If you've recently launched your first small business, you're probably doing all you can to cut costs -- shopping different suppliers for the best product prices, hiring part-time workers to avoid paying benefits, and even investing in energy-efficient lights and appliances to help cut the amount of electricity your storefront uses. However, your annual federal, state, and local tax bills could be among the largest expenses your business pays, and making a few easy maneuvers to lower these tax rates could be much more effective at saving money than clipping coupons or turning off lights. Read on to learn more about some useful ways to help reduce your business's tax rate and put more money back into your pocket.
What is your tax bracket?
During your years in the workforce, you may have occasionally heard complaints about overtime payments or other lump sums of cash "pushing someone into" a higher tax bracket. Because the federal government's tax on both business and personal income is a progressive tax, this means that the more you make, the higher your taxes as a percent of your total business or personal income.
There are several income tax brackets ranging from 10 percent to nearly 40 percent. Moving into a higher tax bracket won't require you to pay this bracket's rate on all money earned by your business, but will tax a portion of your earnings at a much higher level than the rest of your earnings. Therefore, you'll want to take advantage of as many deductions as possible to ensure your business remains in one of the lower, "cheaper" tax brackets.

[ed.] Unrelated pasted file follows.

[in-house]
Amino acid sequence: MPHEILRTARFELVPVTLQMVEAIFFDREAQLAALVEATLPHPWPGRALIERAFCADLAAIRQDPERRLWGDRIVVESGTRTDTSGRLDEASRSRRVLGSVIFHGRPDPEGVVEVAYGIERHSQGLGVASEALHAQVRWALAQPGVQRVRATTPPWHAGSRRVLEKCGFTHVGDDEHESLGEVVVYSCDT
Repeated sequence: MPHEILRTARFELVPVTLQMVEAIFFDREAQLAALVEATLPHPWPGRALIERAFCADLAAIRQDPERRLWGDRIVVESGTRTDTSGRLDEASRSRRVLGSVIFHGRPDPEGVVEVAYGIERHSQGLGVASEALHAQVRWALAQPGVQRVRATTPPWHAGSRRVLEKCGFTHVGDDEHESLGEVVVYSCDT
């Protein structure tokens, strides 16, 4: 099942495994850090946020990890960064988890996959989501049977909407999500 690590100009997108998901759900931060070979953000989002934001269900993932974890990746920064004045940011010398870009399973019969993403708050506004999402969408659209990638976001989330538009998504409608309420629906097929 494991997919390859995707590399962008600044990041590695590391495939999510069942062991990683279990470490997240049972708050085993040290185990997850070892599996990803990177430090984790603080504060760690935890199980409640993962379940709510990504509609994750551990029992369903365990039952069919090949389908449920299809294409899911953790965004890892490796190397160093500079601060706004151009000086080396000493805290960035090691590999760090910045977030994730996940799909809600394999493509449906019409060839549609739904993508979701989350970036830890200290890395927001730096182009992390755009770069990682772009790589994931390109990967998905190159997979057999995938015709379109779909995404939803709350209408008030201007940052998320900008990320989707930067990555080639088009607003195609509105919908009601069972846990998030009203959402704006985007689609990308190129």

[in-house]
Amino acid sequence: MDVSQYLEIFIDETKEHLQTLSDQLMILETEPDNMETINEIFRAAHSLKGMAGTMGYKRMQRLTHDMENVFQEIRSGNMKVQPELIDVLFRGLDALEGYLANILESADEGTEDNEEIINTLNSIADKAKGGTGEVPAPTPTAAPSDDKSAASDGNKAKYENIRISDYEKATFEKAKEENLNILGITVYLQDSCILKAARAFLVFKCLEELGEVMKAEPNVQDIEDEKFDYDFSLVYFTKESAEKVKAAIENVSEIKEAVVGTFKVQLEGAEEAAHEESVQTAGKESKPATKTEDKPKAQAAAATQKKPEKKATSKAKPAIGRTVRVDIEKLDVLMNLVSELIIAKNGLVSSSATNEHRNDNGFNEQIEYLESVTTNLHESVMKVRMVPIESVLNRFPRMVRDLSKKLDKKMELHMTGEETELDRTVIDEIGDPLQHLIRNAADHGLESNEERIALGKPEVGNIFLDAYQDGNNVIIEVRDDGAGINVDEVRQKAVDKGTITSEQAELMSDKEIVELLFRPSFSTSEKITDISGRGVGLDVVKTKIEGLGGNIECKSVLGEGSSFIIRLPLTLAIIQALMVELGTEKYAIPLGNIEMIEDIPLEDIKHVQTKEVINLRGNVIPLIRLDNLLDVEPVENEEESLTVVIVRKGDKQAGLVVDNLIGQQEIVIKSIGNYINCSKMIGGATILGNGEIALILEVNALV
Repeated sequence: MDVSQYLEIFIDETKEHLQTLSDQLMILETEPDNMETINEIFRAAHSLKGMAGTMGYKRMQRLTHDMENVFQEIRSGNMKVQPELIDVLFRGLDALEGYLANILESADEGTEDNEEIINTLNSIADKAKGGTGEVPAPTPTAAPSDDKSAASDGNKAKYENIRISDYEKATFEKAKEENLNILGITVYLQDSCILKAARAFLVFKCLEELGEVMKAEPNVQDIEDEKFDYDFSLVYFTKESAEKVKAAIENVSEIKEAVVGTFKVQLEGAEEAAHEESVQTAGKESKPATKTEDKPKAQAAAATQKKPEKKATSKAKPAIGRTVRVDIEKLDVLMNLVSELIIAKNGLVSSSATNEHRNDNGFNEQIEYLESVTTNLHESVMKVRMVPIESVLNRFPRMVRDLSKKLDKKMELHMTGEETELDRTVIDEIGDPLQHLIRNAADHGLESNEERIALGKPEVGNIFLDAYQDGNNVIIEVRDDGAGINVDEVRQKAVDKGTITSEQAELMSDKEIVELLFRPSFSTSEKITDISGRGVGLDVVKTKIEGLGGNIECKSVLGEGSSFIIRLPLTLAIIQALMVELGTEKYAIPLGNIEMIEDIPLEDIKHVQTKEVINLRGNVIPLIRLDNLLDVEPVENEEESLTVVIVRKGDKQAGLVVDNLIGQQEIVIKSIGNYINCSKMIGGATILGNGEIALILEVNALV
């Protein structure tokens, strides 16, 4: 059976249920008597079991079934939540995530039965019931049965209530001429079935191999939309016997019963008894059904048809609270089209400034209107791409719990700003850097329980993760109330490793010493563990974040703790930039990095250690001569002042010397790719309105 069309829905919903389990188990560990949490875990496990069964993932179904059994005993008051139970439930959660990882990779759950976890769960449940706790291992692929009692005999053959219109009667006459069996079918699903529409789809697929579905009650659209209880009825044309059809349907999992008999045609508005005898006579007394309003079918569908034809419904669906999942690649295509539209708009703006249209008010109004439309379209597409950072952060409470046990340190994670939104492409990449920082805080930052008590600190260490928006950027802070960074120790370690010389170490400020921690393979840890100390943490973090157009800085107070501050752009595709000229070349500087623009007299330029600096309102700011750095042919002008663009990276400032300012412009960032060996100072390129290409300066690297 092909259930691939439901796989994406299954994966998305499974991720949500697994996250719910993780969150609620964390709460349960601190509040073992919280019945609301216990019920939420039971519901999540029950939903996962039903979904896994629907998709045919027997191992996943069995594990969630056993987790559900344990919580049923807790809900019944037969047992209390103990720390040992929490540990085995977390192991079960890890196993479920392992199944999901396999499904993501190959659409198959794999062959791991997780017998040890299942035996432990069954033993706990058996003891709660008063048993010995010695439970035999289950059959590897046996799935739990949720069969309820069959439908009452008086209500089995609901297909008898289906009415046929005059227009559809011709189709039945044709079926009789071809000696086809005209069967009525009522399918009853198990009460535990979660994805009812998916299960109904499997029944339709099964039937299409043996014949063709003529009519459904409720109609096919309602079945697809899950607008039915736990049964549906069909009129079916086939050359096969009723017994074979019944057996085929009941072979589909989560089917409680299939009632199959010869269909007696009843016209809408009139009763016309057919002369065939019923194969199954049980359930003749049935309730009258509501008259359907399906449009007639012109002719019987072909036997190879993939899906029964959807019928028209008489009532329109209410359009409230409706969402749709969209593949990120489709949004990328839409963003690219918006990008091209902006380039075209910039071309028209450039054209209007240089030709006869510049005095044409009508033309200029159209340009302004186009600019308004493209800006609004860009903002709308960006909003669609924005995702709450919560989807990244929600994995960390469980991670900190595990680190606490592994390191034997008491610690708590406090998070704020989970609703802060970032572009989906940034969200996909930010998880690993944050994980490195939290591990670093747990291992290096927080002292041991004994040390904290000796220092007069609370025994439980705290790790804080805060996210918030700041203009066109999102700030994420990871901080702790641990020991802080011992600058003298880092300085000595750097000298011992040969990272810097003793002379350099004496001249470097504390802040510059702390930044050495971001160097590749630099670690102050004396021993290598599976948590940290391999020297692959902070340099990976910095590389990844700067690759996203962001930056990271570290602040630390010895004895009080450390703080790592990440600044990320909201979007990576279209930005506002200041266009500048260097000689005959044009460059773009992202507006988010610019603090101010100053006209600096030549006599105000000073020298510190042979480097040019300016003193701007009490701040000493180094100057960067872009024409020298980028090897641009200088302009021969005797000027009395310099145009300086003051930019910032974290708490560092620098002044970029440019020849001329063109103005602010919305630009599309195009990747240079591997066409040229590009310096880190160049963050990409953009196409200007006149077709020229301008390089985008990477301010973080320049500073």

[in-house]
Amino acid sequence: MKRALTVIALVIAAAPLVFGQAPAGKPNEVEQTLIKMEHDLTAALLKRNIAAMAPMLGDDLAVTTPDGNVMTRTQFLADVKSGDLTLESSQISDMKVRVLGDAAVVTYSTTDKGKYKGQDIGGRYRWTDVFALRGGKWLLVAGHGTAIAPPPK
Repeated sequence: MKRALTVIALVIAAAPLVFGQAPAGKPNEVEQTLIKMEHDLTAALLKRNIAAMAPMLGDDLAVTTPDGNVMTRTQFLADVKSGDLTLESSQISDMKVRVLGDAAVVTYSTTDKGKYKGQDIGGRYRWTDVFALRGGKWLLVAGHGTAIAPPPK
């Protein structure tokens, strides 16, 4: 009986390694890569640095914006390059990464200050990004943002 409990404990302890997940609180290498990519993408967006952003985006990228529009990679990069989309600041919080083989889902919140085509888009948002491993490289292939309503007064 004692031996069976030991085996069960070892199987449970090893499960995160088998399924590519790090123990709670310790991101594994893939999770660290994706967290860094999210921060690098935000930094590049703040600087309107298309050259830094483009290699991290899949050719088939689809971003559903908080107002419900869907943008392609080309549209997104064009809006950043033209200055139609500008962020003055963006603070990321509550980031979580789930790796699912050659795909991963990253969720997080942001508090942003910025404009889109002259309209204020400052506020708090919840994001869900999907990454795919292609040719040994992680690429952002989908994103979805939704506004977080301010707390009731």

How can you use deductions to push your revenue into a lower tax bracket?
While many business tax deductions are common knowledge, there are a few that may not be as evident -- but can provide you with significant tax-advantaged savings.
- Bad business debts
If you find that your staff's time is often monopolized by trying to track down payment from non-paying customers, you may be able to conserve your business's resources while gaining a tax advantage by writing this off as a tax-deductible bad debt. While the rules on which types of debts can be written off vary, in general, a debt incurred for a product or item is deductible while a debt incurred for a service is not.
- Retirement accounts
If you're a sole proprietor, there are several options that can allow you to lower your business tax rate by setting aside pre-tax funds for retirement. As a self-employed person, you may qualify for the Simplified Employee Pension (SEP), a SIMPLE IRA, or even increased contributions to your existing 401(k) account. As these funds are all set aside before federal taxes are assessed, they're not counted in your business's income for that calendar year and won't ever be taxed until you begin taking withdrawals. And because you're able to contribute to these funds at any time during the year (and even up through April 15 of the following calendar year), this can be a great way to reduce the amount of business income taxed at your highest marginal rate if your recent profitability has taken you by surprise.
For further assistance, contact a local accounting firm, such as Bliss & Skeen CPAs.